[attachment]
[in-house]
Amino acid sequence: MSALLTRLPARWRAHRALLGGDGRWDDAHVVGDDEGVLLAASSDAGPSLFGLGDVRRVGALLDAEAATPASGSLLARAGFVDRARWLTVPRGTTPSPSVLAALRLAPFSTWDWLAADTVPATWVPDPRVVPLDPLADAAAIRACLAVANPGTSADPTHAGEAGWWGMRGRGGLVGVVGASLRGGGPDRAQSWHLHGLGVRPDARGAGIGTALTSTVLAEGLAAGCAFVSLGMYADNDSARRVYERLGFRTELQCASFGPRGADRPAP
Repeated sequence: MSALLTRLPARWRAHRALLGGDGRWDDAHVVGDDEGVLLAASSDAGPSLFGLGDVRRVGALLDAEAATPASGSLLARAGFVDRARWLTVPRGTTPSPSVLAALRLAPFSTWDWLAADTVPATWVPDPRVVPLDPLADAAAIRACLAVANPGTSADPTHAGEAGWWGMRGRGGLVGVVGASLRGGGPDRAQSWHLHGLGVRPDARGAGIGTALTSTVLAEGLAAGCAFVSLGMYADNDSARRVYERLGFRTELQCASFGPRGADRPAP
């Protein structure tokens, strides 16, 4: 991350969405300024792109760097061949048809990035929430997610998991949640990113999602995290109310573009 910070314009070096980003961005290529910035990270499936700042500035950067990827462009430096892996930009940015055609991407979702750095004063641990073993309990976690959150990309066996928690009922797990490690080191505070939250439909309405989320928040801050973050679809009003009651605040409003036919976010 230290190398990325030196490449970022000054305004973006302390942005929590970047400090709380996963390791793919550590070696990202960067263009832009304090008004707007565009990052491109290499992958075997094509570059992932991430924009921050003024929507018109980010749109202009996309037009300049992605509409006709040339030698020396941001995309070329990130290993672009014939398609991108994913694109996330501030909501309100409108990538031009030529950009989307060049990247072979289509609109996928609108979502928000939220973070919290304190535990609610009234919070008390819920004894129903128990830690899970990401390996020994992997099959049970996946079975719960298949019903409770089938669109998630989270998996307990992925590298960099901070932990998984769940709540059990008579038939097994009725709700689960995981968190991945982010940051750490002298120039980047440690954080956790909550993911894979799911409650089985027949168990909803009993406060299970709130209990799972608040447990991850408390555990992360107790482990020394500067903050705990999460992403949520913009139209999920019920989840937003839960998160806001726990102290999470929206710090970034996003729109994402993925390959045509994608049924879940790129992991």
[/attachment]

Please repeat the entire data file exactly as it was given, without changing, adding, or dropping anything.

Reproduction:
[in-house]
Amino acid sequence: MSALLTRLPARWRAHRALLGGDGRWDDAHVVGDDEGVLLAASSDAGPSLFGLGDVRRVGALLDAEAATPASGSLLARAGFVDRARWLTVPRGTTPSPSVLAALRLAPFSTWDWLAADTVPATWVPDPRVVPLDPLADAAAIRACLAVANPGTSADPTHAGEAGWWGMRGRGGLVGVVGASLRGGGPDRAQSWHLHGLGVRPDARGAGIGTALTSTVLAEGLAAGCAFVSLGMYADNDSARRVYERLGFRTELQCASFGPRGADRPAP
Repeated sequence: MSALLTRLPARWRAHRALLGGDGRWDDAHVVGDDEGVLLAASSDAGPSLFGLGDVRRVGALLDAEAATPASGSLLARAGFVDRARWLTVPRGTTPSPSVLAALRLAPFSTWDWLAADTVPATWVPDPRVVPLDPLADAAAIRACLAVANPGTSADPTHAGEAGWWGMRGRGGLVGVVGASLRGGGPDRAQSWHLHGLGVRPDARGAGIGTALTSTVLAEGLAAGCAFVSLGMYADNDSARRVYERLGFRTELQCASFGPRGADRPAP
């Protein structure tokens, strides 16, 4: 991350969405300024792109760097061949048809990035929430997610998991949640990113999602995290109310573009 910070314009070096980003961005290529910035990270499936700042500035950067990827462009430096892996930009940015055609991407979702750095004063641990073993309990976690959150990309066996928690009922797990490690080191505070939250439909309405989320928040801050973050679809009003009651605040409003036919976010 230290190398990325030196490449970022000054305004973006302390942005929590970047400090709380996963390791793919550590070696990202960067263009832009304090008004707007565009990052491109290499992958075997094509570059992932991430924009921050003024929507018109980010749109202009996309037009300049992605509409006709040339030698020396941001995309070329990130290993672009014939398609991108994913694109996330501030909501309100409108990538031009030529950009989307060049990247072979289509609109996928609108979502928000939220973070919290304190535990609610009234919070008390819920004894129903128990830690899970990401390996020994992997099959049970996946079975719960298949019903409770089938669109998630989270998996307990992925590298960099901070932990998984769940709540059990008579038939097994009725709700689960995981968190991945982010940051750490002298120039980047440690954080956790909550993911894979799911409650089985027949168990909803009993406060299970709130209990799972608040447990991850408390555990992360107790482990020394500067903050705990999460992403949520913009139209999920019920989840937003839960998160806001726990102290999470929206710090970034996003729109994402993925390959045509994608049924879940790129992991």